1. ITV Report

Dangerous dog owners face tougher sentencing guidelines

Dangerous dog owners can now be sentenced for longer if convicted. Photo: ITV Central

Owners of dogs that are deemed dangerous or out of control could face longer jail sentences and steeper fines if they cannot control their dogs in public areas.

The sentencing council has announced new guidelines for sentencing dangerous dog cases as a result of a rise in the number of dangerous dog offences in the last decade.

The new guidelines state that the most serious offences will carry jail terms of 18 months, three times what it is currently, with a statutory maximum of two years. Owners can also be fined up to £5,000, banned from keeping dogs and ordered to have the dog destroyed.

"We've seen tragic instances of attacks by dangerous dogs, and irresponsible dog ownership has a serious impact on many of our communities."

– Lord Taylor of Holbeach, Animal Welfare Minister.

If the victim is a child or vulnerable then it is treated as an aggravating factor. If the attack is sustained, causes disease or psychological harm, it too should be treated seriously.

Injuring other animals, attacking public sector workers, failing to stop the dog escaping and goading or training the dog to attack are also factors that carry large sentences under the new guidelines.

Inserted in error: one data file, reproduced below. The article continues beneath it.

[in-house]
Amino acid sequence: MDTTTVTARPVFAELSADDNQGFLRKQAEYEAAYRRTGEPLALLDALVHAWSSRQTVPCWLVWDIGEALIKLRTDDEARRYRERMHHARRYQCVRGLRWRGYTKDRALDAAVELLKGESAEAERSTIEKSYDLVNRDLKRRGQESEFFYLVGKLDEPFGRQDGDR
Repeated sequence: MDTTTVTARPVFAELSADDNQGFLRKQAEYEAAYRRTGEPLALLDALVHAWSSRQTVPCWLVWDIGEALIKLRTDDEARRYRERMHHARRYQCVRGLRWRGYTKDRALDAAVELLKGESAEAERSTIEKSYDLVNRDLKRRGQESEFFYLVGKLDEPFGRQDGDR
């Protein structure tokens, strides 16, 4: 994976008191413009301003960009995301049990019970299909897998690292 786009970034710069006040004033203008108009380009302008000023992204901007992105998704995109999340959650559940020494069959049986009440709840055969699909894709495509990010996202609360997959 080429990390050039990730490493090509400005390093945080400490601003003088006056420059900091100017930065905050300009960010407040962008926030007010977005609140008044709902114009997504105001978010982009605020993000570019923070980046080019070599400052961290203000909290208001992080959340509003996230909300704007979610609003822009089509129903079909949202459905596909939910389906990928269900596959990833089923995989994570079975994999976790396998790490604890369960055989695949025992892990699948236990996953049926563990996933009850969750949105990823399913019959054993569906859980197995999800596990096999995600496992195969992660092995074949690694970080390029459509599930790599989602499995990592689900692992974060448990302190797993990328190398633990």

Dangerous dog owners can be fined up to £5,000 for dog offences Credit: ITV Central

The facts:

  • Approximately 28,000 facial dog attacks are reported in the UK each year
  • 19,000 of them require plastic surgery
  • More than 100 victims of dog bites are admitted to hospital each week in the UK
  • 439 adults were convicted of dangerous dog offences in 2000
  • 1,192 adults were convicted of dangerous dog offences in 2010
  • Less than 20 people were jailed in 2010
  • the average sentence was less than 6 months

Derbyshire police welcome the new guidelines as their officers have seen evidence of gang members training dogs to be agressive and intimidate others.

"They hit them with sticks and goad them, encouraging them to bite and 'lock on', working the dog up into a frenzy. They are making them aggressive from a young age to use as a status symbol and to intimidate people.

– Gary Parkin, Superintendant, Derbyshire Police.